1. Rest. This is perhaps the simplest treatment and the most difficult to commit to, but if a sprained toe is going to heal quickly, you must give your injured toe a break. Take a few days off from your sport if possible. Avoid other activities that require you to be on your feet for long periods of time.
2. I.C.E. Most people have heard of the treatment regimen commonly referred to as I.C.E. (Ice, Compression, Elevation) because it works so well. Especially in the first few days after your injury, apply all three steps of I.C.E. religiously.
I: Ice your toe for periods of 20 minutes up to five times a day. (You can make your “ice packs” at home by wrapping ice cubes in a towel or paper towel.)
C: It can be difficult to apply the principle of “compression”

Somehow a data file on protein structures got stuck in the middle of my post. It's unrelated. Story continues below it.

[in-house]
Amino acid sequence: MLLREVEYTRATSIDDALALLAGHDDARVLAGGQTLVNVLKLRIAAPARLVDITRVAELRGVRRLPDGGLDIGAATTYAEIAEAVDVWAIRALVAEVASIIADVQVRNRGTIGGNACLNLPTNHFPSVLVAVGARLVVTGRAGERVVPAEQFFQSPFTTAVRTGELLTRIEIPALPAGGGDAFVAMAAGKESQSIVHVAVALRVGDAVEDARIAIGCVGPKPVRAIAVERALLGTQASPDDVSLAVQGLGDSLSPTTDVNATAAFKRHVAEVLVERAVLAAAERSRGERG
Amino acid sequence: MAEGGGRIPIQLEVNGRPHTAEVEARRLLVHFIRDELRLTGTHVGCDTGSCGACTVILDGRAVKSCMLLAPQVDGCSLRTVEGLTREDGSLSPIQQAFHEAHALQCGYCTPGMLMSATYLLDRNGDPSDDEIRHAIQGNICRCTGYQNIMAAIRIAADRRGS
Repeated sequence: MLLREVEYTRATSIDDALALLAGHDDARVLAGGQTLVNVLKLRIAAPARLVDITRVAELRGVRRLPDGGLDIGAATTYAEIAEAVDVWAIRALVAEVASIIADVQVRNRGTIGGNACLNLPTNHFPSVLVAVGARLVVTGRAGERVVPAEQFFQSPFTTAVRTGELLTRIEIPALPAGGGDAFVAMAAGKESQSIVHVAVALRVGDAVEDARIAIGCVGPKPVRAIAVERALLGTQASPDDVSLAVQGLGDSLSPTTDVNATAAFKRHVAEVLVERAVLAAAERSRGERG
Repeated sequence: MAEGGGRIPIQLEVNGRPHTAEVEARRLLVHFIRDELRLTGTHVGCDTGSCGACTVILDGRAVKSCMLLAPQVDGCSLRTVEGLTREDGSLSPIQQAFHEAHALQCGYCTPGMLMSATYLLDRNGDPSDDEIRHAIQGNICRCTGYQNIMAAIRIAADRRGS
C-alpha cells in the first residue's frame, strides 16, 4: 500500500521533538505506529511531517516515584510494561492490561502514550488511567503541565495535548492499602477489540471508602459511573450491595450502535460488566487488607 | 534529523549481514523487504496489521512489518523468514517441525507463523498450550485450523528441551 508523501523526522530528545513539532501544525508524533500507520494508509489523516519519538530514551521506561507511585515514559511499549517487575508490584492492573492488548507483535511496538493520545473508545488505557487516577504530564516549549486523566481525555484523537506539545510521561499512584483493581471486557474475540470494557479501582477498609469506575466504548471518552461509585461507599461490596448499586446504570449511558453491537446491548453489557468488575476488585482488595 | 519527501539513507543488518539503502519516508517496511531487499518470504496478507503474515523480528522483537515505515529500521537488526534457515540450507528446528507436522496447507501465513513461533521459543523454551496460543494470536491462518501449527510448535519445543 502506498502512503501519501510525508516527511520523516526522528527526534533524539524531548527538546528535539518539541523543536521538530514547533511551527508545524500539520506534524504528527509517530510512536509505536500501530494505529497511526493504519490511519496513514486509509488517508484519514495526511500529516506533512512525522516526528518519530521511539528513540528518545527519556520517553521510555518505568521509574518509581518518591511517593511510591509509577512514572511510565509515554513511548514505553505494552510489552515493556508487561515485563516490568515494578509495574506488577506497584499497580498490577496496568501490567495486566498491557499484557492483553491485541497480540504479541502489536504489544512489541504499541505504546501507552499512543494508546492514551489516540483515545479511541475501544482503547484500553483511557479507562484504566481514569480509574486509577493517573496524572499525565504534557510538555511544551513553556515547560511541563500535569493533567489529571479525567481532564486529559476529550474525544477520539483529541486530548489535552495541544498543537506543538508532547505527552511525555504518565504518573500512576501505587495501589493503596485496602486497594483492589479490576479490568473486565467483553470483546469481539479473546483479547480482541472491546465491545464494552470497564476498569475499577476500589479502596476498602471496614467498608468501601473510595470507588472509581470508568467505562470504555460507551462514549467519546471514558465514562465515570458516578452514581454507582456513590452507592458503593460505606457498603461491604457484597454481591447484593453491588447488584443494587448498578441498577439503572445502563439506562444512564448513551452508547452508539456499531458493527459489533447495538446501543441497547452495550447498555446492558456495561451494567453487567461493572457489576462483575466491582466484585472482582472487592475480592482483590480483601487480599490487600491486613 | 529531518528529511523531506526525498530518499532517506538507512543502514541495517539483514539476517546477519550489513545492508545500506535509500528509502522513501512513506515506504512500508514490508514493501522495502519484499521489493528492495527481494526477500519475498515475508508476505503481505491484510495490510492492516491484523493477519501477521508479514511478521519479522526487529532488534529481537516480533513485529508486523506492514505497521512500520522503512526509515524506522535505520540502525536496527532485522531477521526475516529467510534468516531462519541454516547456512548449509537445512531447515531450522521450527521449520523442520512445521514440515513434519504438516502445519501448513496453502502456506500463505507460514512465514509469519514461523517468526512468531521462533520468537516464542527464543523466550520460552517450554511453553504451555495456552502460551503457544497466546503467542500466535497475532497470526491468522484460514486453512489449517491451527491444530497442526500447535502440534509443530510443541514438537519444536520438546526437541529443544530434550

E: And finally, elevate your foot several times a day. It is a good idea to sleep with a pillow or pile of folded blankets under your injured foot. When elevating your toe, make sure you lift your foot above the level of your heart. This will help to reduce swelling.
3. Wear shoes that protect your feet. While recovering from a sprained toe, be sure to wear closed-toed shoes that protect your feet. Nothing is worse than having a sprained toe stepped on by a clumsy passerby! Make sure that your closed-toed shoes have a wide and deep toe boxes that will not pinch or cramp your toes. Avoid shoes with heels, as high heels cause your feet to slide forward into the toe box, putting pressure on your toes. Wear shoes with seamless interiors if possible. If your toe is swollen, it may be more sensitive to friction or pressure on the inside of your shoe.
4. Toe exercises. In order to regain full range of motion of your toes, it is important rehabilitate the muscles and ligaments with certain toe exercises. Talk to your doctor, coach or athletic director about what kind of exercises would be helpful and about when to start them. Common exercises include: flexing your toes, extending your toes and toe raises.